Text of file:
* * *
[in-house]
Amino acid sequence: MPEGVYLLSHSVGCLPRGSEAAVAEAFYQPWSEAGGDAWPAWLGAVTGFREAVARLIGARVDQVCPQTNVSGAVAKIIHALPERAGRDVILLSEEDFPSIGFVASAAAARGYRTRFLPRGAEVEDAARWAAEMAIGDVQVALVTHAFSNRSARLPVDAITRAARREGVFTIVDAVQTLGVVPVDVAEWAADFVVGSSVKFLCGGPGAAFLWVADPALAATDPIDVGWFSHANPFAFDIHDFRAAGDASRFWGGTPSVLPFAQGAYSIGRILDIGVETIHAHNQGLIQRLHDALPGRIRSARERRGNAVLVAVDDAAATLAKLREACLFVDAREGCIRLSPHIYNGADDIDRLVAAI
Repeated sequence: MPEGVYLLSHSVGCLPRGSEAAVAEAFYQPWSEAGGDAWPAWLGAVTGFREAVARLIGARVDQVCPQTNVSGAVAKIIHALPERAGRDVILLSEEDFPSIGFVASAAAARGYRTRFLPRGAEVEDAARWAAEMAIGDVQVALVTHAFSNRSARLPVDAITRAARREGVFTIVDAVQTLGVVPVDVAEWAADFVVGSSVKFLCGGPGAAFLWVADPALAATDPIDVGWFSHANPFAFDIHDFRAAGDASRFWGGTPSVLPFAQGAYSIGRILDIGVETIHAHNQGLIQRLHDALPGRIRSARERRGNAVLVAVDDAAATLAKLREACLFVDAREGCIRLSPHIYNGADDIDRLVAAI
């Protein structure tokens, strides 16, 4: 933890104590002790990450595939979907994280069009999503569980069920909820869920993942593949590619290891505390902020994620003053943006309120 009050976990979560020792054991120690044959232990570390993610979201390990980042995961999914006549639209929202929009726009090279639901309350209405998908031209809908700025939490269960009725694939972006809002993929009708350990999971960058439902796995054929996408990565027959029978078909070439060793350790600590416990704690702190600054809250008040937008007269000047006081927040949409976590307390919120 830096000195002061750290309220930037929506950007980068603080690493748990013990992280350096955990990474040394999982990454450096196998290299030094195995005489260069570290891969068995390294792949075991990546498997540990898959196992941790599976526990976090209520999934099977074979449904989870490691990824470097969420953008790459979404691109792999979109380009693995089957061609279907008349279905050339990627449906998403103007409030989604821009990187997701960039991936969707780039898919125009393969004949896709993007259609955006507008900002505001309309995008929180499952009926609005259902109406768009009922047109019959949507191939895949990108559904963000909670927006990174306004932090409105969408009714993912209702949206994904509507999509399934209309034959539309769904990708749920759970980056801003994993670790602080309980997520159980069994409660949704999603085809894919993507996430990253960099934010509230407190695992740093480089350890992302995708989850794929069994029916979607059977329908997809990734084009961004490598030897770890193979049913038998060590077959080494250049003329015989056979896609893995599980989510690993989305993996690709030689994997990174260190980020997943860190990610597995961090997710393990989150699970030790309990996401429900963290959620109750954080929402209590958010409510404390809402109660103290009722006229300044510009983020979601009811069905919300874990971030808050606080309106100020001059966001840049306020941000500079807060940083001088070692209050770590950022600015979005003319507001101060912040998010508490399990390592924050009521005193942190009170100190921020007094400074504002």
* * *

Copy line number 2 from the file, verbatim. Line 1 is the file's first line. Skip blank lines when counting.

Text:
Amino acid sequence: MPEGVYLLSHSVGCLPRGSEAAVAEAFYQPWSEAGGDAWPAWLGAVTGFREAVARLIGARVDQVCPQTNVSGAVAKIIHALPERAGRDVILLSEEDFPSIGFVASAAAARGYRTRFLPRGAEVEDAARWAAEMAIGDVQVALVTHAFSNRSARLPVDAITRAARREGVFTIVDAVQTLGVVPVDVAEWAADFVVGSSVKFLCGGPGAAFLWVADPALAATDPIDVGWFSHANPFAFDIHDFRAAGDASRFWGGTPSVLPFAQGAYSIGRILDIGVETIHAHNQGLIQRLHDALPGRIRSARERRGNAVLVAVDDAAATLAKLREACLFVDAREGCIRLSPHIYNGADDIDRLVAAI